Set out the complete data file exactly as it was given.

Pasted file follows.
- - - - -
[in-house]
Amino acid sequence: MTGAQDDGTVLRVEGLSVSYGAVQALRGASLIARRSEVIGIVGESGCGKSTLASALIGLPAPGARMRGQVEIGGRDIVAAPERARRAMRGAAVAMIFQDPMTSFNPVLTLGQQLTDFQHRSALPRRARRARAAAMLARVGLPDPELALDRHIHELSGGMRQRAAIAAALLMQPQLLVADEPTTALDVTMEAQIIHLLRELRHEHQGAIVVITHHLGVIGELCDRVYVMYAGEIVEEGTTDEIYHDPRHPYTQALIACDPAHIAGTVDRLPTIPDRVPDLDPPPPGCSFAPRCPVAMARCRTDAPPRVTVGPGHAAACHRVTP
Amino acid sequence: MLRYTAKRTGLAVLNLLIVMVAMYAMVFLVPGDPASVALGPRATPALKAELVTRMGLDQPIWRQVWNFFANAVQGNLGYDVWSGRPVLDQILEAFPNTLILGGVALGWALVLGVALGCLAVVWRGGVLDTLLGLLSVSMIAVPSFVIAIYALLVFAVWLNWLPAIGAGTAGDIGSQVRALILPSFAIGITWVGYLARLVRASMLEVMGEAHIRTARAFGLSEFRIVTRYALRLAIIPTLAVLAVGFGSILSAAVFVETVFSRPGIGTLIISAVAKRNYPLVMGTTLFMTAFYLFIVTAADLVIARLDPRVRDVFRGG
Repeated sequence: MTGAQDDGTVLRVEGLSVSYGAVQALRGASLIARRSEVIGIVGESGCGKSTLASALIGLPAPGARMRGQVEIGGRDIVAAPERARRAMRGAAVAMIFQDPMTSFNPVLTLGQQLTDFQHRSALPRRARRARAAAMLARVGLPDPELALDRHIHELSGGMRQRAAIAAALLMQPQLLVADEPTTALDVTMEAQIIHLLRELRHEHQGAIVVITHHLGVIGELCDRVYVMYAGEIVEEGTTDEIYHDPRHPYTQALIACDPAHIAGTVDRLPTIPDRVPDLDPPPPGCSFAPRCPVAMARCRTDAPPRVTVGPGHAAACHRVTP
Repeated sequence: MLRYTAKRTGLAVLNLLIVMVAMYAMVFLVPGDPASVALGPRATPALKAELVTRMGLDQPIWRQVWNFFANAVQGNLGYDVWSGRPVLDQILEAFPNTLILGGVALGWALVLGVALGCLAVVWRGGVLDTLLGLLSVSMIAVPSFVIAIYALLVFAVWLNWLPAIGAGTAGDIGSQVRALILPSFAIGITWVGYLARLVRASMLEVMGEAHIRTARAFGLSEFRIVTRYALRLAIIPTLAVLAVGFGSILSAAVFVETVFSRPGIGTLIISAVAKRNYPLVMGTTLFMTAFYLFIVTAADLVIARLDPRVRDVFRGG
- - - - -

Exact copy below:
[in-house]
Amino acid sequence: MTGAQDDGTVLRVEGLSVSYGAVQALRGASLIARRSEVIGIVGESGCGKSTLASALIGLPAPGARMRGQVEIGGRDIVAAPERARRAMRGAAVAMIFQDPMTSFNPVLTLGQQLTDFQHRSALPRRARRARAAAMLARVGLPDPELALDRHIHELSGGMRQRAAIAAALLMQPQLLVADEPTTALDVTMEAQIIHLLRELRHEHQGAIVVITHHLGVIGELCDRVYVMYAGEIVEEGTTDEIYHDPRHPYTQALIACDPAHIAGTVDRLPTIPDRVPDLDPPPPGCSFAPRCPVAMARCRTDAPPRVTVGPGHAAACHRVTP
Amino acid sequence: MLRYTAKRTGLAVLNLLIVMVAMYAMVFLVPGDPASVALGPRATPALKAELVTRMGLDQPIWRQVWNFFANAVQGNLGYDVWSGRPVLDQILEAFPNTLILGGVALGWALVLGVALGCLAVVWRGGVLDTLLGLLSVSMIAVPSFVIAIYALLVFAVWLNWLPAIGAGTAGDIGSQVRALILPSFAIGITWVGYLARLVRASMLEVMGEAHIRTARAFGLSEFRIVTRYALRLAIIPTLAVLAVGFGSILSAAVFVETVFSRPGIGTLIISAVAKRNYPLVMGTTLFMTAFYLFIVTAADLVIARLDPRVRDVFRGG
Repeated sequence: MTGAQDDGTVLRVEGLSVSYGAVQALRGASLIARRSEVIGIVGESGCGKSTLASALIGLPAPGARMRGQVEIGGRDIVAAPERARRAMRGAAVAMIFQDPMTSFNPVLTLGQQLTDFQHRSALPRRARRARAAAMLARVGLPDPELALDRHIHELSGGMRQRAAIAAALLMQPQLLVADEPTTALDVTMEAQIIHLLRELRHEHQGAIVVITHHLGVIGELCDRVYVMYAGEIVEEGTTDEIYHDPRHPYTQALIACDPAHIAGTVDRLPTIPDRVPDLDPPPPGCSFAPRCPVAMARCRTDAPPRVTVGPGHAAACHRVTP
Repeated sequence: MLRYTAKRTGLAVLNLLIVMVAMYAMVFLVPGDPASVALGPRATPALKAELVTRMGLDQPIWRQVWNFFANAVQGNLGYDVWSGRPVLDQILEAFPNTLILGGVALGWALVLGVALGCLAVVWRGGVLDTLLGLLSVSMIAVPSFVIAIYALLVFAVWLNWLPAIGAGTAGDIGSQVRALILPSFAIGITWVGYLARLVRASMLEVMGEAHIRTARAFGLSEFRIVTRYALRLAIIPTLAVLAVGFGSILSAAVFVETVFSRPGIGTLIISAVAKRNYPLVMGTTLFMTAFYLFIVTAADLVIARLDPRVRDVFRGG